There’s a rather vast and inherent flaw with my job, and the jobs of many professional game journalists, that results in all of us suffering sleepless nights in fear of our editors figuring it out. As respected authorities on gaming as a culture (shut up, we are) we have to play all the games, I myself only being able to devote a week to each one, and even then only a few hours in the afternoon and evening, less if I want to follow the advice they keep giving in game manuals to take a fifteen minute break every hour (which nobody does.) But there are a lot of games that require a lot more commitment, and many that considerably benefit from analysis after long term play.
Obviously there’re massive RPGs like Two Worlds 2 or Fallout: New Vegas and indeed most MMOs that have an awful lot of content that you need to set aside quite a few gaming sessions to get the most out of, but even a simpler game can gain new depths if it’s the only one you play for months on end. The average, non-game-reviewing player gains new games on a rare basis, especially kids, their acquisitions often restricted to Christmas, birthdays or whenever they’ve saved up enough paper route money. Many will have inordinately positive memories of merely average games that were all they had to play.
I lived unemployed for a while waiting for my Australian permanent residence to be cleared with a small collection of games including Silent Hill 2 and Prince of Persia: Sands of Time on PS2 and Zelda Wind Waker and Spiderman 2 on Gamecube, and I’m often haunted by the thought that perhaps my high esteem for these titles lie merely in having played them all over and over again. Then again, I also had Red Faction at the time.
But what’s the solution? I definitely can’t conjure myself more free time. What I need to do is find a way to view games through the perspective of someone who did have enough time to put the hours in. But that would require, say, watching them play the entire game giving a running commentary throughout, and nobody does that. Well, actually, people do. Quite a few people do. It’s called Let’s Play.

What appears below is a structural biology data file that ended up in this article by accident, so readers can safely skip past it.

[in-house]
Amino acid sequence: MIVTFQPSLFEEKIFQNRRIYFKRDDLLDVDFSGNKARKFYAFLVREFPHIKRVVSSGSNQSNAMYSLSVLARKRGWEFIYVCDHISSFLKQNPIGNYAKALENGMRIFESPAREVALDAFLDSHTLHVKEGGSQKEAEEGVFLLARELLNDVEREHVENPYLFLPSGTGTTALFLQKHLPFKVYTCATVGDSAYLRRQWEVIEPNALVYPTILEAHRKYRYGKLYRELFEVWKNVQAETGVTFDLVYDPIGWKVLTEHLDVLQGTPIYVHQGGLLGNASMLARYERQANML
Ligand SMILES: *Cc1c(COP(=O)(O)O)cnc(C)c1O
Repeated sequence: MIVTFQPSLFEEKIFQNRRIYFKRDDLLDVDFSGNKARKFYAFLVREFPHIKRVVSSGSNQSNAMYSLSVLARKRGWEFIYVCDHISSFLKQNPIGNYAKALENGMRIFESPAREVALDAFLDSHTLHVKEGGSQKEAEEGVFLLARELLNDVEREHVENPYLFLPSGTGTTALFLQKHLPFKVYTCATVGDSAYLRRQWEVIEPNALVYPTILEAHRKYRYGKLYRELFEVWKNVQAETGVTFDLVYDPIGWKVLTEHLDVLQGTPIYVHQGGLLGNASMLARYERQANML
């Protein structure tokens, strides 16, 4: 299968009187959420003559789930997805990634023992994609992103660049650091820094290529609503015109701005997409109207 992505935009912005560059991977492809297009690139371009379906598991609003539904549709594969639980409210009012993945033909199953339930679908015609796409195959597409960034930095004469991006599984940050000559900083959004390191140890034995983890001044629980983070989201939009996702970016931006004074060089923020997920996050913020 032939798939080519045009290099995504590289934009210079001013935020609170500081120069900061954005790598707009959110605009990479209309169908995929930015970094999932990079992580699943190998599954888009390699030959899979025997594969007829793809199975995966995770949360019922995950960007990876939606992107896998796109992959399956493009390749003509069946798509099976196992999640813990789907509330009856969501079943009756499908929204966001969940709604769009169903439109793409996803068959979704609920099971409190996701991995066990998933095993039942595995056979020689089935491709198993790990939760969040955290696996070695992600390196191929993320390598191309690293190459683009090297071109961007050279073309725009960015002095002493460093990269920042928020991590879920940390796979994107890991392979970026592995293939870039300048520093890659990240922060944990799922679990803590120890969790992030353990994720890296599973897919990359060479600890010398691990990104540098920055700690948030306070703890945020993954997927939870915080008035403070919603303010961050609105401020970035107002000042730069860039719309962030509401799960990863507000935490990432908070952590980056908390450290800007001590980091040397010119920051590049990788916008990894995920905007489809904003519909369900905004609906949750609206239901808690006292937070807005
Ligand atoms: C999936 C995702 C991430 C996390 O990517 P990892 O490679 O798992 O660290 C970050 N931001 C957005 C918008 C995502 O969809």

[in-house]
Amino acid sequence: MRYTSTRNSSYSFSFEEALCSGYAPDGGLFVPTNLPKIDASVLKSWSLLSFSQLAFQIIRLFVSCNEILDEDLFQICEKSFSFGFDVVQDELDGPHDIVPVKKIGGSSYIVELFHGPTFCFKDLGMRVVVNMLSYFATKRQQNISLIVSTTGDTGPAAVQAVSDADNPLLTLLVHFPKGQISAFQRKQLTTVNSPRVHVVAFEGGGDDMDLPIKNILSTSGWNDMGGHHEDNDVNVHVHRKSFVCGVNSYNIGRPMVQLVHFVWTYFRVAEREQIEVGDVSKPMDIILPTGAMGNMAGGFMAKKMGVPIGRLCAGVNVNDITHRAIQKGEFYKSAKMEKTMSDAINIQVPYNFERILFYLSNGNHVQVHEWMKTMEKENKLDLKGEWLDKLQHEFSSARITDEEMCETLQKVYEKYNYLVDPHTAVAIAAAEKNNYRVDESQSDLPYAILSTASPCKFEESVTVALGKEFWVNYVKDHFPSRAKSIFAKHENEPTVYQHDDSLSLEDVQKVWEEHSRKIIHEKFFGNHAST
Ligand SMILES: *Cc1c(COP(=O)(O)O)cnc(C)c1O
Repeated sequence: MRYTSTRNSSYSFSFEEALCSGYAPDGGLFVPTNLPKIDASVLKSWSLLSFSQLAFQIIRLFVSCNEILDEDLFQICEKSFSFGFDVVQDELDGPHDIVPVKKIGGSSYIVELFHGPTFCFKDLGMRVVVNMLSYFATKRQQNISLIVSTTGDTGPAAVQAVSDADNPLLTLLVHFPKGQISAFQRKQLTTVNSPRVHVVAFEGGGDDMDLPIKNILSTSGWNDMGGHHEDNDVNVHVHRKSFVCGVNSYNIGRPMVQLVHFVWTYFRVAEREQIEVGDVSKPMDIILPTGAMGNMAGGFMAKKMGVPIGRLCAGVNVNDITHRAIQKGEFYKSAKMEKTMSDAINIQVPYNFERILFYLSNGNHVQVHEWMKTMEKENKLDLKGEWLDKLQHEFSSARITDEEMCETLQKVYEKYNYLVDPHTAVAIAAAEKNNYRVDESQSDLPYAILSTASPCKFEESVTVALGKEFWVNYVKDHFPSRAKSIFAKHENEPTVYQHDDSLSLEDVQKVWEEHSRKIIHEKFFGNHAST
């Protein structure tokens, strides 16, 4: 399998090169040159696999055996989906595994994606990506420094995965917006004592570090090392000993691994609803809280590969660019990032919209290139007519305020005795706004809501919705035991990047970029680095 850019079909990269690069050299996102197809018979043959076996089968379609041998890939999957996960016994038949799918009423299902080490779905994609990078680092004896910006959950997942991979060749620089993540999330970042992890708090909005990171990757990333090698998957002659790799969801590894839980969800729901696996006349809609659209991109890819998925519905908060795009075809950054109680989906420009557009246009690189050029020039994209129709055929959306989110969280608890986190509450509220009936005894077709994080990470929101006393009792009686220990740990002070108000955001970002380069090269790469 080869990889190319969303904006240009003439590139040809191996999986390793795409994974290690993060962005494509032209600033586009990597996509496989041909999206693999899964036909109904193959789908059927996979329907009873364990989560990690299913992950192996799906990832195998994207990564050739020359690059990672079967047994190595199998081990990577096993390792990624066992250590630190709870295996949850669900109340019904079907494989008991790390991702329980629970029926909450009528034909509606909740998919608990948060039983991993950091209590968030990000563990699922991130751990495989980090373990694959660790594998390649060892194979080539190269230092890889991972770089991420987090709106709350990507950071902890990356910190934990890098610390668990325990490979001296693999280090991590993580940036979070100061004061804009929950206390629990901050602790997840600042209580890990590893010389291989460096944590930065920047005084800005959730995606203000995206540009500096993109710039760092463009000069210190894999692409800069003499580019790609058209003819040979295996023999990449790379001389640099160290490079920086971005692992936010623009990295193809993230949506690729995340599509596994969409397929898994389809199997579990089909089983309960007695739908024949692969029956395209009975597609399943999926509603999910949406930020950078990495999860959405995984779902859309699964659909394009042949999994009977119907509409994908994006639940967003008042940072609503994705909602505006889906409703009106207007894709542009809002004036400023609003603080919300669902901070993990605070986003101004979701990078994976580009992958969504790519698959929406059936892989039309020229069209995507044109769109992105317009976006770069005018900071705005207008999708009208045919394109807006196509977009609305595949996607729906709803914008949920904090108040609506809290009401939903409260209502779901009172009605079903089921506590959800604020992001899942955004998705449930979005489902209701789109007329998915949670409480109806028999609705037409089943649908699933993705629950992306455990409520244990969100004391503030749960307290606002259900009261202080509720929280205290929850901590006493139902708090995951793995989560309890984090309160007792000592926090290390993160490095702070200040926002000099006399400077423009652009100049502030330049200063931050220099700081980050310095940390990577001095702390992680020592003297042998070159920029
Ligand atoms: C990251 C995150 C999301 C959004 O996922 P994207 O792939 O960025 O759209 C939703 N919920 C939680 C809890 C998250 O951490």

Graham and Paul of Unskippable have a feature on this very website called Let’s Play Legends of Legaia, but the concept of Let’s Play (or LP) goes back quite a few years. Unskippable‘s take on it sums up the concept pretty well – it’s commentary over games and gameplay, not just cinematics, delivered by the player and optionally one or more co-commentators to keep the banter flowing. Basically they play the game, record the entire experience in video (or screenshots if the game is less animated and text-heavy) and post the videos serial-style. And I’ve got to admit, I am a certified Let’s Play addict. I like to have them on in the background while I work. Even as I write this I have on a video of someone playing American McGee’s Scrapland. It actually seems like it might have been quite fun with a little more design discipline.
Now, I want to make it perfectly clear that watching someone play a game is absolutely no substitute for playing it yourself, since the essence of games are in the playing. I wouldn’t dream of reviewing or giving any kind of in-depth analysis of a game I’d only seen ‘ed. What it’s useful for is gaining context. It fills in the blanks of games I didn’t get around to completely finishing, or gives necessary backstory for franchises of which I’ve only played the other installments. Crucially, though, it’s a frank dissection of a game by a party with no vested interest in making it look good, resulting in an honest warts-and-all portrayal. It might make you see the interesting points in a game previously you considered mediocre, or it can be a hilarious MST3K-style roast if the game’s just plain bad. At other times, it can give exposure to hidden gems that didn’t have enough mass appeal to get around. I’ve sought out quite a few games after watching them LP’ed.